Boyd then comments on the prevalence of chronic conditions: “At least 45 percent of all Americans have a chronic condition, accounting for 78 percent of the healthcare budget.” (pg. 8) In other words, one out of every two individuals! It appears that the second half of his introduction will discuss the reasons for these high percentages.
Another soul healing statement comes on pg. 9, “I do not mean to say that joy is always within the reach of sick people. Job in the Bible finds no joy until God rescues him from his skin disease and other catastrophes…Some people who suffer on this earth will find happiness only in heaven, after they die.” Too often we are expected to be so happy and smiling in the midst of our suffering, yet Boyd acknowledges that sometimes, for some people there is no relief this side of eternity.
Reading this book I figured I’d draw general principles, not specific instances – because who thinks of mental illnesses as a chronic illness? But Boyd again surprises and delights me when he writes, “My own chronic illness has been major depression. I inherited it from my father, who had it worse than I. My tendency toward gloom and pessimism has waxed and waned since childhood. It is insidious.” (pg. 10) The author is both aware of and familiar with mental ailments as a form of chronic illness! Something which I am still coming to grips with in my own life (intellectually I acknowledge, practically – I sometimes deny it).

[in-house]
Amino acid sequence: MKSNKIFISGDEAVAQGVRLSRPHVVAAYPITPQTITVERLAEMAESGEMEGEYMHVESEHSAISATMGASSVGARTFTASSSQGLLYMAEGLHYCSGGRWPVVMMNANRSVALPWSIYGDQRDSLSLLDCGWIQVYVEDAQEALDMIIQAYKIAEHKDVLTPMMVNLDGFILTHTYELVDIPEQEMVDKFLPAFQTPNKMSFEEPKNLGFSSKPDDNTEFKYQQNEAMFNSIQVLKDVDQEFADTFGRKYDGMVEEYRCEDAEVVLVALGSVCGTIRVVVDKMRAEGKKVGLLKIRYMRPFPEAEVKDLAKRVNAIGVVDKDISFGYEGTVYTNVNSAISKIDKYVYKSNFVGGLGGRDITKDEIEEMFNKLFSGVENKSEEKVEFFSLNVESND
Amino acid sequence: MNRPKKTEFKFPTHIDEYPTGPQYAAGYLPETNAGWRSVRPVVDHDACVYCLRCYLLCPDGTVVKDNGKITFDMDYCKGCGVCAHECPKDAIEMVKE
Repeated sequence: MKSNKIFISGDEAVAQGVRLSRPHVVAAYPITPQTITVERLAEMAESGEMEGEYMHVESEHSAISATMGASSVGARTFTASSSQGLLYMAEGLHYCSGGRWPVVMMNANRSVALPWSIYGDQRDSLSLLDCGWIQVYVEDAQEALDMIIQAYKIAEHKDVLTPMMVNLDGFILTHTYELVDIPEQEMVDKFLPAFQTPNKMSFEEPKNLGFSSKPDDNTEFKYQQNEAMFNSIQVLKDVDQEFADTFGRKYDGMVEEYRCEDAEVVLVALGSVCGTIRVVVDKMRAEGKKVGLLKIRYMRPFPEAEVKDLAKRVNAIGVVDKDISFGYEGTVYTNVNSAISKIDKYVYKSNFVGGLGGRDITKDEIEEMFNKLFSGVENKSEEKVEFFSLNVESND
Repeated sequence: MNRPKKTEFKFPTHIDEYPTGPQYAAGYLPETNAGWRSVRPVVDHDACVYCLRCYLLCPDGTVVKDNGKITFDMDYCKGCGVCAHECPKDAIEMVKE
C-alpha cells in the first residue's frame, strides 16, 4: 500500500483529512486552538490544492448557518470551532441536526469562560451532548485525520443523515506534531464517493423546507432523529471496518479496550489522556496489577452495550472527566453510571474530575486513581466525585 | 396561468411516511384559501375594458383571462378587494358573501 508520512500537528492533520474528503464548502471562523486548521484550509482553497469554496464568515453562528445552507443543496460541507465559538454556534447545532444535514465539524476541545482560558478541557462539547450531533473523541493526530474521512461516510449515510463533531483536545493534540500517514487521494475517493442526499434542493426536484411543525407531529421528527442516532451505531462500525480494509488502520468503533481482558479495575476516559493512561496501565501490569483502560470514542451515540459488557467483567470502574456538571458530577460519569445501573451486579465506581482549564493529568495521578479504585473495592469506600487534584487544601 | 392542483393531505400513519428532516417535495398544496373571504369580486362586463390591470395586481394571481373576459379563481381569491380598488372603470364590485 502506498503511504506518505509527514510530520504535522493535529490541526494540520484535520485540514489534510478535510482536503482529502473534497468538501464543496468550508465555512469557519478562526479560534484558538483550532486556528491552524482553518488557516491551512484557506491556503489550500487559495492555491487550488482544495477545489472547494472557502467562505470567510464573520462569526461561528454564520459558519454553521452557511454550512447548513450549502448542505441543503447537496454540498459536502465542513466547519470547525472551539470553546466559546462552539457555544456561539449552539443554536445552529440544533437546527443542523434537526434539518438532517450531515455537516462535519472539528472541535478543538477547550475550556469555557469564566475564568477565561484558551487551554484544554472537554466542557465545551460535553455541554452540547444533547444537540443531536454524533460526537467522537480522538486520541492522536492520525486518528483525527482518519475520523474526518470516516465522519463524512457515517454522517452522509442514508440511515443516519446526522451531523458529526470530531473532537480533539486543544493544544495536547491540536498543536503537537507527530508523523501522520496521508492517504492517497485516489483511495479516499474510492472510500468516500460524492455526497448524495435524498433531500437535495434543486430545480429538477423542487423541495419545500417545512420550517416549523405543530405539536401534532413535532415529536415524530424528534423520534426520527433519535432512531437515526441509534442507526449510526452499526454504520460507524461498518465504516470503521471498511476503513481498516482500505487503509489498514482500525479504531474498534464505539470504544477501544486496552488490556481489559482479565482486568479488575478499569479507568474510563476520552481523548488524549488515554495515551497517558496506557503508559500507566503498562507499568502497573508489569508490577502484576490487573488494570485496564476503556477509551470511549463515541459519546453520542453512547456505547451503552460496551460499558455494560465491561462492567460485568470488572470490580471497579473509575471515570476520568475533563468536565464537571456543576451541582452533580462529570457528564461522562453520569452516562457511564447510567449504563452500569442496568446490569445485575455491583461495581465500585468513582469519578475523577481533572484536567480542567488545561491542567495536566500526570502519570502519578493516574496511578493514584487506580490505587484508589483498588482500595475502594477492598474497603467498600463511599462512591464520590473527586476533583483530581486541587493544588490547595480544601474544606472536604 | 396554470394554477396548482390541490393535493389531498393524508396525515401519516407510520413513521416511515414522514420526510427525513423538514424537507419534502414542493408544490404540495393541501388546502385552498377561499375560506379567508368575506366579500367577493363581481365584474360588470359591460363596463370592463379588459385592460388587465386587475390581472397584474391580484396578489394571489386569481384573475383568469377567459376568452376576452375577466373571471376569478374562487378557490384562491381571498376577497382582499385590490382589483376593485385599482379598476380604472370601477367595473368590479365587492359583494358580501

The brief overview of steps which Boyd will address for “Joyful Living” are:
Build up your relationships, create a solid social network.
Decide what priorities really matter to you and focus on them.
Don’t spend all your time thinking about and bemoaning your illness.
Use mental willpower to keep a positive attitude even when things aren’t great.
Avoid disasters in your life.
Use humor, even if it is “gallows humor” to lighten the load for yourself and others.
Take each day individually – don’t be overwhelmed by thinking about the rest of your life.
Exercise as much as you can (grrr).
Use the spiritual resources available to you to cope – medical research indicates that spiritual beliefs are a great source of strength in illness.
Say the Eastern Orthodox Jesus Prayer.
Go to church and be involved in your church community.
Be involved in changing the world – if there is no cure for you, help there be a cure for others.
Take charge of your health needs. You be your main advocate and organizer when it comes to healthcare.
Take your medications religiously.
Keep up hope that a cure will be invented.
Stay busy, don’t allow yourself to withdraw from life.
If you are a caregiver, take pride in your work.
Enjoy the small blessings of life in spit of the illness.
Don’t pay attention to those who abandon you because of your illness.
Use your suffering as a means to help others – Fanny Crosby, though blind, wrote 9,000 hymns!